From the Vault: Helping child refugees bridge cultural worlds
Anna Kirova saw the struggle of child refugees in her own family. Now her research could help support young newcomers as they start school in Canada.
FTwenty-five years after her family fled Bulgaria for a better life, Anna Kirova recalls a conversation she tried to have with her child’s school principal.
Her five-year-old son, exhausted by starting kindergarten twice in 12 months — first in Paris in French and then in Canada in English — was acting out, and she found herself in the principal’s office, trying to explain the trauma her little boy was grappling with.
“The principal was struggling to explain to me in French and I was struggling to relate to her in English. I saw no understanding from her, and it made me realize that without support, refugee children can be labelled as anything, from attention deficit disordered to troublemakers — children who don’t fit within the school system.”
It was a revelation that galvanized Kirova, who held a PhD focused on children’s play, to take a second doctorate, concentrating on children’s experiences of loneliness in school. Now, decades after her own ordeal, her research demonstrates how best to smooth the way for immigrant children as they enter an unknown school system.
Kirova, a professor of early childhood education in the University of Alberta’s Faculty of Education, watches the TV news teeming with families like hers as they flee Syria, and is concerned about how their little ones will cope — bewildered, even traumatized — as they start school in Canada.
“I realized, through my son’s experience, how lonely and isolated even young children can be without the language skills to communicate with other kids,” Kirova says. “Those from wartime situations can face even more of a challenge as they may suffer from post-traumatic stress disorder, which may not be well understood by school personnel.”
It’s important, she notes, to provide activities that help such children develop the friendships they need to use language in a meaningful way so they can become part of the fabric of the school. If they have no access to their peer group, they suffer; they begin to exhibit anxieties, frustration and loneliness. That can lead to depression and other serious mental health issues.”
Moving from multiculturalism to interculturalism
Education systems in Alberta, Canada and globally need to do more, and not just for the wave of refugees currently pouring in from Syria, but for all vulnerable children struggling with cultural change, Kirova believes.
“We are not doing enough. As an education system, we need to redefine the way we work with these children,” Kirova says. Canada’s challenge as a multicultural country is the many cultures and languages living in one classroom, and how to meet the needs of children who come from diverse backgrounds. That means those who work with them need to develop intercultural skills, she believes.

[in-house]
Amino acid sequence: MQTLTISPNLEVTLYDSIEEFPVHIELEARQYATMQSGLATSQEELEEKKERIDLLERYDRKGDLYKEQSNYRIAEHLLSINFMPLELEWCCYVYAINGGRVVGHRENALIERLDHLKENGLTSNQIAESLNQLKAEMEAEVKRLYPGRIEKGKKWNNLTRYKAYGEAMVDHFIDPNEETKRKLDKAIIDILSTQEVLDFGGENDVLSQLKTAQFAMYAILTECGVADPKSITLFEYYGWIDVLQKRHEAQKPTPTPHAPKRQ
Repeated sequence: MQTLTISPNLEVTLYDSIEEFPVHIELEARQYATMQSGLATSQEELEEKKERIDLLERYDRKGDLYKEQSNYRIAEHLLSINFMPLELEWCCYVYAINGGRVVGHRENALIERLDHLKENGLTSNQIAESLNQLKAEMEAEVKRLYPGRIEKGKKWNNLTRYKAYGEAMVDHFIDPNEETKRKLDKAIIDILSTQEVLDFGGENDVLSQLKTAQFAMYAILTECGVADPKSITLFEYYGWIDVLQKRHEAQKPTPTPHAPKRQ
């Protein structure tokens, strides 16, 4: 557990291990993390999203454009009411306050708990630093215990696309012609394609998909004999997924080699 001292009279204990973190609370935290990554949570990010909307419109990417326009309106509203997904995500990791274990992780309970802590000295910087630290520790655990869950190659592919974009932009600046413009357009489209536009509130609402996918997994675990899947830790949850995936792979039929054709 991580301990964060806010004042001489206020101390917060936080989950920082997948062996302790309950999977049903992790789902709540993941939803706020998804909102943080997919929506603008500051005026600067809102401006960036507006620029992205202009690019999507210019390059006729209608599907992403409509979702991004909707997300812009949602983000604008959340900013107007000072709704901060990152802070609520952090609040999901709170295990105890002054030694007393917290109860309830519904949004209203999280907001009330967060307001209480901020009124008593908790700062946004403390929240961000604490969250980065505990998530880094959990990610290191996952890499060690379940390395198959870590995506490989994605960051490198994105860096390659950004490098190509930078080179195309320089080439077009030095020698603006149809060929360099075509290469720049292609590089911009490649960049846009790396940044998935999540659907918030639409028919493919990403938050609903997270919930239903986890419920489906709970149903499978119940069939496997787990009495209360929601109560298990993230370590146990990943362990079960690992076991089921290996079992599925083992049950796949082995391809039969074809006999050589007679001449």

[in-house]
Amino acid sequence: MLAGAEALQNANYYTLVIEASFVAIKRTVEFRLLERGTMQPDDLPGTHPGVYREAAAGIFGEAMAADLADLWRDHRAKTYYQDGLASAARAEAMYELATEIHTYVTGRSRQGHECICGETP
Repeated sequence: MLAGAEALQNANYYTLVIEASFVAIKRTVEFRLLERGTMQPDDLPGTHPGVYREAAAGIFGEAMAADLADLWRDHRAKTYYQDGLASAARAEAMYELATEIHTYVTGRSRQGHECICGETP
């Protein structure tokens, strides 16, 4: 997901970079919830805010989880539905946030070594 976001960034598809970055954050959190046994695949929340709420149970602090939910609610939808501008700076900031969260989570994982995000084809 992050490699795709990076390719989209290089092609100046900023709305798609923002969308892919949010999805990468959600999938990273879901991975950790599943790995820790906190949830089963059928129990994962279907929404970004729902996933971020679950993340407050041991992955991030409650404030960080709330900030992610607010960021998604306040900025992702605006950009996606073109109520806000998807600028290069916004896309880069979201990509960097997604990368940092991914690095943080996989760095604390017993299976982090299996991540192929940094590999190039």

Based on collaborative research with Kurdish, Somali and Sudanese communities, Kirova has identified a handful of measures for classroom success — approaches that help address the complex needs of refugee children and their families.
The key, she believes, is more meaningful collaboration among the schools, the parents and the larger ethnic community.
“When they come to Canada, these children are straddling two cultural worlds,” Kirova said. “To bridge those worlds involves giving them a sense of belonging and support, and that comes from providing continuity between home and school.”
To ensure refugee children are successfully eased into the Canadian school system, parents and their ethnic communities must be included in developing classroom curriculum, with an emphasis on the family’s home language and culture, so those community ties aren’t broken as the youngsters master English and become Canadian citizens. Maintaining ties to both worlds is crucial to a child’s sense of self-worth and belonging, Kirova believes.
“Failing to do that results in a generation of young Canadians who don’t belong because they face racism in school or the workplace, but they don’t belong to their ethnic communities either, because they can’t communicate. They’re left in limbo.”
“Cultural navigators” who themselves have the refugee experience in Canada also play a vital role, not only to fill in language gaps, but also to act as cultural liaisons with a daily presence in the classroom. As well, measures like regular parent and team meetings help develop culturally sensitive ways of knowing and delivering support to the students.
Kirova also calls for “wraparound,” holistic support provided by “cultural brokers” to help refugee families navigate a long list of essential services they need as they start new lives: education, housing, community development, family supports and mental health.
All sectors, including governments, school boards and immigrant service providers, need to step up and invest in tackling the complex issues posed by multiculturalism policies brought in 40 years ago, Kirova says.
“The ideals are good, but have not resulted in outcomes we were all hoping for because we have not invested enough in the education system. Issues of diversity are present and real, but we always come back to the point of, ‘Can we afford it?’ The economic struggles we have at the moment don’t allow for us to dream big. But we have to ask ourselves, can we afford not to have the best programs possible?”
For almost as long as there’s been a Canada, there’s been a University of Alberta. Over the next year, in honour of Canada’s 150th anniversary, we’re proudly celebrating the people, achievements and ideas that contributed to the making of a confederation.
Originally published at ualberta.ca on January 15, 2016.